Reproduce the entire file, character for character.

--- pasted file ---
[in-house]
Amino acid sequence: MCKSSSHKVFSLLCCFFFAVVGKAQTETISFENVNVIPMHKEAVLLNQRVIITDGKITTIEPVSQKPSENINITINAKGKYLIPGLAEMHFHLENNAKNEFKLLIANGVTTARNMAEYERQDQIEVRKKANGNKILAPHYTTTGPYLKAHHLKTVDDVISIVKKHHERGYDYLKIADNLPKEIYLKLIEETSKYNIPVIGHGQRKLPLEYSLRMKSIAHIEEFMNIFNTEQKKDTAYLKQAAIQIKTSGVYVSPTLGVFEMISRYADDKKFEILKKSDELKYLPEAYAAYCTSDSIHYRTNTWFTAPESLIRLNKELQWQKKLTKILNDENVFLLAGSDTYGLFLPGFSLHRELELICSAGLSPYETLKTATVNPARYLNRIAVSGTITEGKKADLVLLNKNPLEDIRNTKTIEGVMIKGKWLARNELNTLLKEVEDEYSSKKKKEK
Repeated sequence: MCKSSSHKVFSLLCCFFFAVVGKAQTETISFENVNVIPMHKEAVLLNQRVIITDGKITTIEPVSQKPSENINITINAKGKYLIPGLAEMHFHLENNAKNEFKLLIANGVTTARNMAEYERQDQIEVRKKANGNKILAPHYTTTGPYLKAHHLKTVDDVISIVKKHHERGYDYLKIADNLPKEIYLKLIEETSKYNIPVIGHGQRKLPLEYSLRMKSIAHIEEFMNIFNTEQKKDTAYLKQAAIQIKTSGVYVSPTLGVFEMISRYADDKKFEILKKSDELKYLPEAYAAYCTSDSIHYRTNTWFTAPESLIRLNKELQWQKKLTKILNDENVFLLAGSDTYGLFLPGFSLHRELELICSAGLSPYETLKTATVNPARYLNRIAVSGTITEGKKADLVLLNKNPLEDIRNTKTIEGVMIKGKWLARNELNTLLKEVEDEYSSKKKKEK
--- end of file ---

[in-house]
Amino acid sequence: MCKSSSHKVFSLLCCFFFAVVGKAQTETISFENVNVIPMHKEAVLLNQRVIITDGKITTIEPVSQKPSENINITINAKGKYLIPGLAEMHFHLENNAKNEFKLLIANGVTTARNMAEYERQDQIEVRKKANGNKILAPHYTTTGPYLKAHHLKTVDDVISIVKKHHERGYDYLKIADNLPKEIYLKLIEETSKYNIPVIGHGQRKLPLEYSLRMKSIAHIEEFMNIFNTEQKKDTAYLKQAAIQIKTSGVYVSPTLGVFEMISRYADDKKFEILKKSDELKYLPEAYAAYCTSDSIHYRTNTWFTAPESLIRLNKELQWQKKLTKILNDENVFLLAGSDTYGLFLPGFSLHRELELICSAGLSPYETLKTATVNPARYLNRIAVSGTITEGKKADLVLLNKNPLEDIRNTKTIEGVMIKGKWLARNELNTLLKEVEDEYSSKKKKEK
Repeated sequence: MCKSSSHKVFSLLCCFFFAVVGKAQTETISFENVNVIPMHKEAVLLNQRVIITDGKITTIEPVSQKPSENINITINAKGKYLIPGLAEMHFHLENNAKNEFKLLIANGVTTARNMAEYERQDQIEVRKKANGNKILAPHYTTTGPYLKAHHLKTVDDVISIVKKHHERGYDYLKIADNLPKEIYLKLIEETSKYNIPVIGHGQRKLPLEYSLRMKSIAHIEEFMNIFNTEQKKDTAYLKQAAIQIKTSGVYVSPTLGVFEMISRYADDKKFEILKKSDELKYLPEAYAAYCTSDSIHYRTNTWFTAPESLIRLNKELQWQKKLTKILNDENVFLLAGSDTYGLFLPGFSLHRELELICSAGLSPYETLKTATVNPARYLNRIAVSGTITEGKKADLVLLNKNPLEDIRNTKTIEGVMIKGKWLARNELNTLLKEVEDEYSSKKKKEK